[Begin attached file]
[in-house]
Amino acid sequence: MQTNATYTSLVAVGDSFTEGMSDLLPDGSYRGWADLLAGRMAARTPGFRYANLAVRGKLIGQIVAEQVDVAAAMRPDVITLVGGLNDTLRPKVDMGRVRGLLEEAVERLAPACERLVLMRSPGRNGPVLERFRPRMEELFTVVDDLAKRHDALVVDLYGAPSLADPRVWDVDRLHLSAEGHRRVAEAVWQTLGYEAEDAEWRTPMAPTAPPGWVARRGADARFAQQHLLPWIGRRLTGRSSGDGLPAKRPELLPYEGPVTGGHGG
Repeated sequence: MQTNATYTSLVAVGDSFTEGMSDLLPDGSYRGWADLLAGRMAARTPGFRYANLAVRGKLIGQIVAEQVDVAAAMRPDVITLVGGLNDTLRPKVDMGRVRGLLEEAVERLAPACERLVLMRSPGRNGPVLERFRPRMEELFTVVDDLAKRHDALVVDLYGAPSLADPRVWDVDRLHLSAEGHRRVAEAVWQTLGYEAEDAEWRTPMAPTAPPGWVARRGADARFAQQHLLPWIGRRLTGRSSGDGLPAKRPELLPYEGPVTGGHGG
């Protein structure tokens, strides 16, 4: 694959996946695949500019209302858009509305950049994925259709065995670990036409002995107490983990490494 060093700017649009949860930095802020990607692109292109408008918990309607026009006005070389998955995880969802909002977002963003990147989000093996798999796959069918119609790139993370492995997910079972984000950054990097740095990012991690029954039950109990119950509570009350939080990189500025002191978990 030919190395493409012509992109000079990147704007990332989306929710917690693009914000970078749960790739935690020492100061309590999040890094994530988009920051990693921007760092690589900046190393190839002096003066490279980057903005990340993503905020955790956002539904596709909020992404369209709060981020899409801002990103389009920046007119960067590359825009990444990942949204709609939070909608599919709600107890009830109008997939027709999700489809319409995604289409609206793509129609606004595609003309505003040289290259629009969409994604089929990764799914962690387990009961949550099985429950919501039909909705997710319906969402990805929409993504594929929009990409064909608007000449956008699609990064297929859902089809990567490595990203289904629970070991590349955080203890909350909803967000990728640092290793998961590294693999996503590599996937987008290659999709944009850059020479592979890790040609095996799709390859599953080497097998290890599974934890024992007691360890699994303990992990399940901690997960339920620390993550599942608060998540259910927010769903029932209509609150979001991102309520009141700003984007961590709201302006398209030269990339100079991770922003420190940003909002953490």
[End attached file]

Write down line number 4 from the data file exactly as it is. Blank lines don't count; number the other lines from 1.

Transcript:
């Protein structure tokens, strides 16, 4: 694959996946695949500019209302858009509305950049994925259709065995670990036409002995107490983990490494 060093700017649009949860930095802020990607692109292109408008918990309607026009006005070389998955995880969802909002977002963003990147989000093996798999796959069918119609790139993370492995997910079972984000950054990097740095990012991690029954039950109990119950509570009350939080990189500025002191978990 030919190395493409012509992109000079990147704007990332989306929710917690693009914000970078749960790739935690020492100061309590999040890094994530988009920051990693921007760092690589900046190393190839002096003066490279980057903005990340993503905020955790956002539904596709909020992404369209709060981020899409801002990103389009920046007119960067590359825009990444990942949204709609939070909608599919709600107890009830109008997939027709999700489809319409995604289409609206793509129609606004595609003309505003040289290259629009969409994604089929990764799914962690387990009961949550099985429950919501039909909705997710319906969402990805929409993504594929929009990409064909608007000449956008699609990064297929859902089809990567490595990203289904629970070991590349955080203890909350909803967000990728640092290793998961590294693999996503590599996937987008290659999709944009850059020479592979890790040609095996799709390859599953080497097998290890599974934890024992007691360890699994303990992990399940901690997960339920620390993550599942608060998540259910927010769903029932209509609150979001991102309520009141700003984007961590709201302006398209030269990339100079991770922003420190940003909002953490």